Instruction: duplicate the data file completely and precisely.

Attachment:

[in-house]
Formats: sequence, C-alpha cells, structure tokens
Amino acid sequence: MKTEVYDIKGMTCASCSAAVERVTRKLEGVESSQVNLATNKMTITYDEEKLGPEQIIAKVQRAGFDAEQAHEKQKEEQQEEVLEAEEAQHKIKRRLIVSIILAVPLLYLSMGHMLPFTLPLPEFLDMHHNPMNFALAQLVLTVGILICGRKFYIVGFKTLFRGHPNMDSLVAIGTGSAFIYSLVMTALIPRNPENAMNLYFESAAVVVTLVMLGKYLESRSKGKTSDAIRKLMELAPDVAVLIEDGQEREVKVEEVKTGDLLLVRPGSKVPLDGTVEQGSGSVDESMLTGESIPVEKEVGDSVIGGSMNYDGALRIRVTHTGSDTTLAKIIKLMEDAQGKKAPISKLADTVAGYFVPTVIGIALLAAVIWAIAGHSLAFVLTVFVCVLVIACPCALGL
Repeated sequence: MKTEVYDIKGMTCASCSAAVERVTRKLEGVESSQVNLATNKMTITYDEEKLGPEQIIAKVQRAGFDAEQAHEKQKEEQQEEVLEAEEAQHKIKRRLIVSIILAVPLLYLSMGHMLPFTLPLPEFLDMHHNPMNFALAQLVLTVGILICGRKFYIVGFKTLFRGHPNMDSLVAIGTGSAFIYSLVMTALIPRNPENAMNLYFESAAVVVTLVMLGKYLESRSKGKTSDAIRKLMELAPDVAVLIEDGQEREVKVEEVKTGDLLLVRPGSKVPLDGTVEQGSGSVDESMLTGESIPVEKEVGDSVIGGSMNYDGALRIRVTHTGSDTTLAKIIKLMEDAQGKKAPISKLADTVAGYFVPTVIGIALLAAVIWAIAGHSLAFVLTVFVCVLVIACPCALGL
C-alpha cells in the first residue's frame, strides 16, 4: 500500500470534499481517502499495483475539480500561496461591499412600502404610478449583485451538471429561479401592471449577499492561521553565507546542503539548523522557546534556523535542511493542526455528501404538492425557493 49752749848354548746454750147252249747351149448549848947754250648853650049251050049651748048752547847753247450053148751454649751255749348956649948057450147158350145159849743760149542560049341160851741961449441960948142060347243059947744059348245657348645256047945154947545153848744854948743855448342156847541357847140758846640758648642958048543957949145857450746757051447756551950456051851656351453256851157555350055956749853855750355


[in-house]
Formats: sequence, C-alpha cells, structure tokens
Amino acid sequence: MKTEVYDIKGMTCASCSAAVERVTRKLEGVESSQVNLATNKMTITYDEEKLGPEQIIAKVQRAGFDAEQAHEKQKEEQQEEVLEAEEAQHKIKRRLIVSIILAVPLLYLSMGHMLPFTLPLPEFLDMHHNPMNFALAQLVLTVGILICGRKFYIVGFKTLFRGHPNMDSLVAIGTGSAFIYSLVMTALIPRNPENAMNLYFESAAVVVTLVMLGKYLESRSKGKTSDAIRKLMELAPDVAVLIEDGQEREVKVEEVKTGDLLLVRPGSKVPLDGTVEQGSGSVDESMLTGESIPVEKEVGDSVIGGSMNYDGALRIRVTHTGSDTTLAKIIKLMEDAQGKKAPISKLADTVAGYFVPTVIGIALLAAVIWAIAGHSLAFVLTVFVCVLVIACPCALGL
Repeated sequence: MKTEVYDIKGMTCASCSAAVERVTRKLEGVESSQVNLATNKMTITYDEEKLGPEQIIAKVQRAGFDAEQAHEKQKEEQQEEVLEAEEAQHKIKRRLIVSIILAVPLLYLSMGHMLPFTLPLPEFLDMHHNPMNFALAQLVLTVGILICGRKFYIVGFKTLFRGHPNMDSLVAIGTGSAFIYSLVMTALIPRNPENAMNLYFESAAVVVTLVMLGKYLESRSKGKTSDAIRKLMELAPDVAVLIEDGQEREVKVEEVKTGDLLLVRPGSKVPLDGTVEQGSGSVDESMLTGESIPVEKEVGDSVIGGSMNYDGALRIRVTHTGSDTTLAKIIKLMEDAQGKKAPISKLADTVAGYFVPTVIGIALLAAVIWAIAGHSLAFVLTVFVCVLVIACPCALGL
C-alpha cells in the first residue's frame, strides 16, 4: 500500500470534499481517502499495483475539480500561496461591499412600502404610478449583485451538471429561479401592471449577499492561521553565507546542503539548523522557546534556523535542511493542526455528501404538492425557493 49752749848354548746454750147252249747351149448549848947754250648853650049251050049651748048752547847753247450053148751454649751255749348956649948057450147158350145159849743760149542560049341160851741961449441960948142060347243059947744059348245657348645256047945154947545153848744854948743855448342156847541357847140758846640758648642958048543957949145857450746757051447756551950456051851656351453256851157555350055956749853855750355